There’s something about the letter “Z” in a name that says “exotic” to me. And I’m drawn to every place, geographic feature, form of transport, or travel-related entity that has a “Z” in it.
That’s what first took me to the Zambezi River in south-central Africa, which, naturally, runs between the countries of Zimbabwe and Zambia.
I’ve had the pleasure of watching the Zambezi pour over Victoria Falls, one of the world’s great natural wonders, on two occasions — an unforgettable experience.
So I was very glad to learn that this May, Mantis Collection is launching the “Zambezi Queen Collection,” a four-vessel fleet of river boats — or “floatels,” as they call them — that provide access to the Zambezi and Chobe river systems, which occupy the region where the countries of Namibia, Botswana, Zambia and Zimbabwe… Continue reading
Since I’m in the middle of packing for a trip, it seemed a good time to continue my series on packing tips — this time for men.
My first tip is to see if you can finagle your wife/spouse/significant other/good friend of the tidier persuasion to organize your packing for you. (Ha ha, just kidding…sort of.)
If you’re the tidier one in your relationship, great. But you still may overpack, just in a more tidy way than, say, I do.
By trial and error — mostly error — I’ve learned that the key to packing smart is packing light, which usually saves time, money, space, headaches and backaches. Think George Clooney in the film “Up In the Air.” Somehow he managed to get everything into a small carry-on whenever he flew and still turn up looking spiffy. But of… Continue reading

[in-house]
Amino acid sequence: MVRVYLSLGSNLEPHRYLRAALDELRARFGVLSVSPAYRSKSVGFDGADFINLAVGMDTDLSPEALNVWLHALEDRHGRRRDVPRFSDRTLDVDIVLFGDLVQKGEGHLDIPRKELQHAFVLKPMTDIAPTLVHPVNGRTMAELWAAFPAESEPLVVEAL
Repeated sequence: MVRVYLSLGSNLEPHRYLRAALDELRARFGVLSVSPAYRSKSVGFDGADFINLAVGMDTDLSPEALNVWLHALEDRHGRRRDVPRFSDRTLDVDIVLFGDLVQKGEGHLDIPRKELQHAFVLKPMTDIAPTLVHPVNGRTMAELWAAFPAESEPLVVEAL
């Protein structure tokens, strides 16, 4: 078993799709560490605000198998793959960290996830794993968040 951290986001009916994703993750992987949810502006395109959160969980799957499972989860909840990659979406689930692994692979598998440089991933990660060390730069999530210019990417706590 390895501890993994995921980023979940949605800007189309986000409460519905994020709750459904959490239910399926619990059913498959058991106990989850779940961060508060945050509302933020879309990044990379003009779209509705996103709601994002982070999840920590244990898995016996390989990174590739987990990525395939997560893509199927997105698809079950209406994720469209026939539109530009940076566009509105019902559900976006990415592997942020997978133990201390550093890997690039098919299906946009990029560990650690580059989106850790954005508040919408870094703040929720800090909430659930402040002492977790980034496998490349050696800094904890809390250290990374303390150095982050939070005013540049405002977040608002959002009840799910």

Many baby boomers have bucket lists — some of which include extraordinary bicycle trips through Europe (I know I do).
A company I’ve come across called Tripsite.com makes it easy to check off what they call your “Bike-It” list — which sounds preferable to “bucket list” anyway — with bike trips in more than 30 European countries as well as several in Asia and other parts of the world (including the U.S. and Canada).
And when I say easy, I mean easy.
You can search by type of tour (guided, self-guided, E-bikes — those are the bikes that give you an electric power boost when needed — and whether or not boat trips are included along with the biking portions).
You can also search by country, month of the year, degree of… Continue reading
Periodically I like to remind travel marketers that baby boomers — now in our 50s and 60s — are a frequently overlooked travel market.
But why are we overlooked?